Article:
The Religious Group That Still Performs Self-Mummification

Andrei Tapalaga
Luang Pho Daeng is not the only mummified monk nearby, although he is arguably the best known.Photo byHistory of Yesterday

The method of self-mummification was exclusive to Buddhist monks in the Japanese Shingon sect and was intended to bring about enlightenment. Even though Japan is not the ideal location for mummification, around 20 monks have been able to become mummies through arduous processes. Buddhism, Shintoism, Taoism, and other religions are incorporated into the esoteric Shingon sect. They follow the Shugendo ideology, which emphasizes developing spiritual strength via self-control and self-denial.

The Japanese monk Kukai was the sect's founder (774–835 AD) Kukai eventually passed away after going into a deep state of concentration in his final days and refusing food and drink. voluntary. On Mount Koya in Wakayama Prefecture, he was laid to rest. Kukai, also known as Kobo-Daishi post-mortem, appeared to be sleeping when his tomb was uncovered, which astounded those who did so. He looked the same, and his hair was robust and healthy.

Sokushinbutsu, the process of self-mummification, was extremely difficult. The method, which was completed in three stages of 1000 days each, wasn't always fruitful. Self-mummification was prohibited in the late 19th century because it was viewed as a barbarous and outdated practice. The monks continued to attempt to transform into mummies in spite of this.

Shinnyokai was the earliest Sokushinbutsu monk. He had the entire procedure successfully in 1783 when he was 96 years old, and he is still in excellent health now. Unlike other mummies, whose clothing is replaced every 12 years, it is changed every six years. The previous clothing is dissected into tiny parts and offered for 1,000 yen as amulets.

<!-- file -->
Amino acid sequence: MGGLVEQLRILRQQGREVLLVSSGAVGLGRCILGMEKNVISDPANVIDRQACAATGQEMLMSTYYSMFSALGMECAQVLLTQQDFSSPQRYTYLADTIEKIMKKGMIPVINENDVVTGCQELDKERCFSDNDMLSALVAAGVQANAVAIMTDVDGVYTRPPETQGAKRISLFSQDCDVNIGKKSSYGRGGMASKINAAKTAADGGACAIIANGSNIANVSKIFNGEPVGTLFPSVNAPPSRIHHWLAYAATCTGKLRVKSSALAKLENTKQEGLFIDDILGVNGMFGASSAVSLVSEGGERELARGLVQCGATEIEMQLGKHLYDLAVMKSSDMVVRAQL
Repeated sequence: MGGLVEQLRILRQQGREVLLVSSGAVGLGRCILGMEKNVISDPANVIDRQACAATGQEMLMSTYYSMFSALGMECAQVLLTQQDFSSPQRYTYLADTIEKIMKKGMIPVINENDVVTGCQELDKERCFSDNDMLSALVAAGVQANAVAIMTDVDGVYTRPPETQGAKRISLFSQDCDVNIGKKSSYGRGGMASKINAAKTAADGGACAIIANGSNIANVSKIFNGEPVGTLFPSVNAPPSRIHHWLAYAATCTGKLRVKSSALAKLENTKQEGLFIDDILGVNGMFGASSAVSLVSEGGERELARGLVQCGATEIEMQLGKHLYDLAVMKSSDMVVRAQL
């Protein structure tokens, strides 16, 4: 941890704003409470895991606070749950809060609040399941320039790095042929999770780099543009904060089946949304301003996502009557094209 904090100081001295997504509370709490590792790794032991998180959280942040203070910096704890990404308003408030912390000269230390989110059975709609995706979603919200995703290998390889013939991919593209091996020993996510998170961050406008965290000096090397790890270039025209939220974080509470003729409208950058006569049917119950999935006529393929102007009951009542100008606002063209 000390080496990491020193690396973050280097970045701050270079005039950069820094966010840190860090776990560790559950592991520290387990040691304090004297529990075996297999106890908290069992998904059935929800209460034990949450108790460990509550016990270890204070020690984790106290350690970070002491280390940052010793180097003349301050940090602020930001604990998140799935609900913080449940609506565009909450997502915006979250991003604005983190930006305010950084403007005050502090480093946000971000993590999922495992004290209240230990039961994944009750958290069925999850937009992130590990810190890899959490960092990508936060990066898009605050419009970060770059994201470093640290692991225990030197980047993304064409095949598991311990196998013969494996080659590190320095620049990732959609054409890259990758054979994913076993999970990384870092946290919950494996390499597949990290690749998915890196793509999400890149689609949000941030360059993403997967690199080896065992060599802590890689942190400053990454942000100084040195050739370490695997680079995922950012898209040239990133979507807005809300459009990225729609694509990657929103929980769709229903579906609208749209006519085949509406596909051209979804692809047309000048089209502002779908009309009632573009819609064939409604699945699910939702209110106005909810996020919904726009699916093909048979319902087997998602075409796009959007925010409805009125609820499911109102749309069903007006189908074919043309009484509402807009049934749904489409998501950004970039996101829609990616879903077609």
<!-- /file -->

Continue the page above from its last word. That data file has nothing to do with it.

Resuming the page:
Giving up most foods was the first step in the self-mummification process. For a period of 1000 days, the monks only consumed seeds and nuts. They engaged in a series of taxing activities to get rid of any remaining body fat.

Even harder was the second phase. The monks also stopped drinking water. They were only permitted to consume the very deadly Urushi essence tea (generally used to make varnishes and paints). The tea aimed to cause the monks to lose all their bodily fluids while also poisoning their tissues to stop worms and bugs from consuming their corpses after death. At this point, tree bark and roots had taken the place of the seeds and nuts.

The final phase continued till passing away. They were imprisoned in a stone tomb and placed in the lotus pose. The monk rang a bell each day to signal his continued existence. The tomb was shut for another a thousand days after the noise stopped. The procedure was deemed successful if the monk's physique was in good shape. Unfortunately, it only occurs extremely infrequently.

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